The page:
John Singleton’s Rosewood: A Review by Nate Hill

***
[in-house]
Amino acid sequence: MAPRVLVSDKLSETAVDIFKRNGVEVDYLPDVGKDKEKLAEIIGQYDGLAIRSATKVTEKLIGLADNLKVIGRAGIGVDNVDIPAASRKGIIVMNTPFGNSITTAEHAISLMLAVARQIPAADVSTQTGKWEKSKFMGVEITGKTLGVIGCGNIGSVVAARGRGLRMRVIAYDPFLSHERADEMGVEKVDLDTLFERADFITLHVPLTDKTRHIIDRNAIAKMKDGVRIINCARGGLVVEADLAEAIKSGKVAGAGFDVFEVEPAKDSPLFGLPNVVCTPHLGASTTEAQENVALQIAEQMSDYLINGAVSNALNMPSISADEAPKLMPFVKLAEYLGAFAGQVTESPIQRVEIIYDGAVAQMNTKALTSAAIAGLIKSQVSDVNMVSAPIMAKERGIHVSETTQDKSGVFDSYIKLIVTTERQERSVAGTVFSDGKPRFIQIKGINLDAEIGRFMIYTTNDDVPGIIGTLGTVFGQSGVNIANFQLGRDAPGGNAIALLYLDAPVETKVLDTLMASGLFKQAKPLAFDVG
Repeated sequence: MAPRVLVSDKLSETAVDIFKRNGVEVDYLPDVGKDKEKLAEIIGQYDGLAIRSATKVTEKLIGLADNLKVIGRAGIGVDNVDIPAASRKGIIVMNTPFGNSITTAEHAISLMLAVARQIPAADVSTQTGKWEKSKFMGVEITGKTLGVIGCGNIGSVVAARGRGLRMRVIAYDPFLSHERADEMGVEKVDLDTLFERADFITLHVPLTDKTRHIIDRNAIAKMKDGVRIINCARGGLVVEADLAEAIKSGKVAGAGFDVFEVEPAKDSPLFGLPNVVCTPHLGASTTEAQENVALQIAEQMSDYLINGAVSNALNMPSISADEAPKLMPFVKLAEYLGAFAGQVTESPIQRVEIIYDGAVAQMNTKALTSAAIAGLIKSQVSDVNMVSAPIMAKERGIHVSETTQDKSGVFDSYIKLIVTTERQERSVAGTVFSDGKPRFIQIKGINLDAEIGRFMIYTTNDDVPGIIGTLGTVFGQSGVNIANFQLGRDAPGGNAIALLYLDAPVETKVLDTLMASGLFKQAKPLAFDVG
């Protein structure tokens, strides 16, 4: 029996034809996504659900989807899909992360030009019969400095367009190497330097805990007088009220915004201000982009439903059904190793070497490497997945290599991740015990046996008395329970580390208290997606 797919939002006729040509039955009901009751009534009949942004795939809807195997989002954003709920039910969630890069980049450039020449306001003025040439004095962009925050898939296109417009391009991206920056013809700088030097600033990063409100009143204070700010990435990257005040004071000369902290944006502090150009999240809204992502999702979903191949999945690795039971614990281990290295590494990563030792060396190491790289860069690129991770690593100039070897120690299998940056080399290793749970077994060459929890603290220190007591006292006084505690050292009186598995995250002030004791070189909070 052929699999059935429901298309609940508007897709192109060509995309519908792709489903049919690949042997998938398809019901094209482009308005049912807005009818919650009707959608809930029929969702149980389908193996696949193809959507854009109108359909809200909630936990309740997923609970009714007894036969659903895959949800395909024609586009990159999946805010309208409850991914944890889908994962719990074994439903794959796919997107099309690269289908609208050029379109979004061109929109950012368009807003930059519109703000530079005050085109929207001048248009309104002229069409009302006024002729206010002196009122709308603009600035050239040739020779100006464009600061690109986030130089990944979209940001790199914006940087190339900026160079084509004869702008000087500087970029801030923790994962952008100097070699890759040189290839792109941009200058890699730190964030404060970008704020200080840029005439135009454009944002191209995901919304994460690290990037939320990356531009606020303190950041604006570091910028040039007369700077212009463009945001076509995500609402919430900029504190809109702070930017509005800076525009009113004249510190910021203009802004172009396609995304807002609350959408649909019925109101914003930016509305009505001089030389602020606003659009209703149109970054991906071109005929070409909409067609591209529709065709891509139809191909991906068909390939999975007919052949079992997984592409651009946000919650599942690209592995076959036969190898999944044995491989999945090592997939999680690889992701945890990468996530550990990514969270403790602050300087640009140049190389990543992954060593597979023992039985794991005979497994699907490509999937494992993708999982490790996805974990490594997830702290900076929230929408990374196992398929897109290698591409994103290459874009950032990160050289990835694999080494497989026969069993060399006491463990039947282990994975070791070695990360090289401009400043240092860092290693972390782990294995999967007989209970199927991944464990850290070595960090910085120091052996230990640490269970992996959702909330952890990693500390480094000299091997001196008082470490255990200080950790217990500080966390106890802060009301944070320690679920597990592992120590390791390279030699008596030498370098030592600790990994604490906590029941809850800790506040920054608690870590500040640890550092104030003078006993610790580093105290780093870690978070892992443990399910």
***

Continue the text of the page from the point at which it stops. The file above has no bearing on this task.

John Singleton’s Rosewood is a partly fictionalized, greatly dramatized retelling of one of the largest lynchings and subsequent conflicts in American history. The time is 1923, the place is Rosewood, a small southern town populated largely by African communities. When borderline insane local housewife Fanny (Catherine Kellner) is caught in the midst of a violent sexual fling, a young black man accidentally stumbles upon the scene. Being the crazy bitch she is, she melodramatically pins it on him, inciting the wrath of the town. The real culprit was of course a white dude, played briefly by Robert Patrick before fleeing the county for good. Because of this selfish misdirection, every white man and his mother now wants the boy hung, and it escalates with the speed of a prairie fire until a full scale race war rages through Rosewood. A lone mercenary called Mann (Ving Rhames) happens to be around and lends his quickdraw talents to the townsfolk who are being hunted. The sheriff (Michael Rooker) is somewhat of a pushover, and unable to quell the mob anyway, especially when it’s led by a rabid Bruce McGill, who is scary and then some. The only white boy who has anything but ropes or torches to offer these poor folks is a kindly store owner played by Jon Voight, who shelters a group of them on his property, much to the mob’s anger. Voight’s character is odd; when we meet him he is in heated coitus with one of his shopkeeps, a young African girl. It’s later revealed that she’s afraid of him. Despite this dark piece of his arc, Singleton treats him as a hero, begging the question, were there scenes cut that elaborated on his relationship with her? Such imbalances in tone can be found in the story as well: much of the film is treated with a combination of severe melodrama and true crime drama, speckled here and there with jarring little bits of pulp that feel like they’re from a Django type flick. Wouldn’t have been the narrative mix I would have used, but perhaps Singleton’s hand slipped and too much of an aspect fell in which he only ever meant as a subtle garnish. Nevertheless, it’s very solidly made, wherever it sits on the genre map, with all the actors, particularly the African townsfolk, shining nicely. It’s disturbing as well, with the black body count reaching sickening heights and the racist fever at a vicious spike in temperature. It’s a scary scenario when the hunters greatly outnumber the hunted, and mass deaths are imminent, especially when such anger is involved. Sympathy is earned in spades from the viewer, as well as the urge to look away at least a few different times. I haven’t done my research on the real story so I couldn’t tell you where it falls on the authenticity charts, but I suspect a great deal of it has been exaggerated for effect and impact. In that, it succeeds, if faltering in tone a few times to puzzle the viewer, before getting back on track.